New code models should benefit from expert knowledge with “constrained decoding”

About Daniel Maninger

Daniel Maninger studied computer science and has been a doctoral student at TU Darmstadt since October 2022, a member of the Software Technology Group (STG) under the direction of Prof Mira Mezini and a research assistant in the hessian.AI 3AI project.

In his research, he deals with the generation of programme code by artificial intelligence, with a particular focus on the code capabilities of large language models.

Human expertise plus AI model

Large language models such as GPT-4 have made enormous progress in natural language processing and code generation in recent years. However, Maninger recognises that simply scaling the models is not enough to overcome existing problems such as bugs in the generated code, hallucinations of functions and generally unsafe or low-quality code.

The Software Technology Group, which traditionally deals with topics such as programming languages and programme analysis, is therefore planning to incorporate existing expert knowledge. The aim is not to use language models as a panacea, but to combine them with established approaches in order to “utilise the best of both worlds”, as Maninger says.

Constrained decoding should make AI code better

Specifically, Maninger is working on constrained decoding. This involves taking an existing code model and guiding its output, i.e. the code generation, through certain restrictions – known as constraints.

During the step-by-step generation of the code, it is possible to analyse whether the next blocks will lead to a safe and high-quality program. Blocks that are not desired are excluded from the generation process.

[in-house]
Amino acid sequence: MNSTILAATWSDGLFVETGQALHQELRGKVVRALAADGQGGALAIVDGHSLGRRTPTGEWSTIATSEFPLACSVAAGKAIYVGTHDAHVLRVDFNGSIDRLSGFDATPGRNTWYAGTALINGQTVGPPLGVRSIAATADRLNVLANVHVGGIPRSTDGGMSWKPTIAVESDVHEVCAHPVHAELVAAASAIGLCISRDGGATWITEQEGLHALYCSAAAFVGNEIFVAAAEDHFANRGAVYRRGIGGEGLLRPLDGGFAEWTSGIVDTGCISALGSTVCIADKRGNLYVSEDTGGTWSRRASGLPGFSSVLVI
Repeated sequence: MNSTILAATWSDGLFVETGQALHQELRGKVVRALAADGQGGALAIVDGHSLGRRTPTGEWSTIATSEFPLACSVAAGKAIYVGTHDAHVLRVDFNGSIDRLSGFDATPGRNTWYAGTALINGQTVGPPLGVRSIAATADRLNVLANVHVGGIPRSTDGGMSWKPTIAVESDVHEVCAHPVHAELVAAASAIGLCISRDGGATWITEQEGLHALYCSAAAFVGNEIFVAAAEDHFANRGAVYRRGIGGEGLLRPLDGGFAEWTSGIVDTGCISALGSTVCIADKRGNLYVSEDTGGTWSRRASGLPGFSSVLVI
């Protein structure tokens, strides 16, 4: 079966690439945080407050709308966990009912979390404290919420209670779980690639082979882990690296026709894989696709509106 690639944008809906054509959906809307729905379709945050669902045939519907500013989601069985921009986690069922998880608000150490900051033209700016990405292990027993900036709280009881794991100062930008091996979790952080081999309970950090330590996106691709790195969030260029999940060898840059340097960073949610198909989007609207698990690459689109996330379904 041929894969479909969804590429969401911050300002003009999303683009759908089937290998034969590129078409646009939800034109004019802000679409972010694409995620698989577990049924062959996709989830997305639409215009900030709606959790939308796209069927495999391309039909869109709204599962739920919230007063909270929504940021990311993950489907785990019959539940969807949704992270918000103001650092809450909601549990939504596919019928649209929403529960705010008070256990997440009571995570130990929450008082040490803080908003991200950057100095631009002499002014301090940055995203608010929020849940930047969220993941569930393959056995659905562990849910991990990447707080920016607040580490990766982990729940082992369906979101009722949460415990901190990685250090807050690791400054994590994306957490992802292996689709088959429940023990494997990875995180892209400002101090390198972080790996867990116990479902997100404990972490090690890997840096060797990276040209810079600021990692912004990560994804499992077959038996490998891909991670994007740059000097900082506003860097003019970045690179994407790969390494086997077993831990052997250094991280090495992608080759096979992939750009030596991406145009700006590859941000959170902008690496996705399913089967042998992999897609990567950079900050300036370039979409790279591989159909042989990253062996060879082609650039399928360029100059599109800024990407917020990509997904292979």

This is where the expert knowledge comes into play: according to Maninger, methods of programme analysis and code completion from the Software Technology Group can be used to check partially generated code and steer it in the desired direction.

In future, Maninger also wants to train the code models with reinforcement learning. This will check whether the generated code is correct, and additional software analysis tools will also assess quality and security. In this way, the system could learn to generate really good code.

Code models could help with the shortage of skilled labour

Maninger sees hessian.AI as very helpful for his research. The network facilitates dialogue with experts from various areas of AI. For example, they can work together on linking methods such as machine learning with established software engineering approaches or neurosymbolic AI.

Maninger sees a major challenge in keeping pace with the rapid development in the field of language models and integrating the various approaches, which is often associated with technical difficulties.

According to Maninger, if this is successful, more efficient, robust and reliable models for code generation could help to solve two pressing problems: the shortage of programmers and the often inadequate quality of software. By supporting developers and revealing potential errors in the code, the models could increase productivity and security.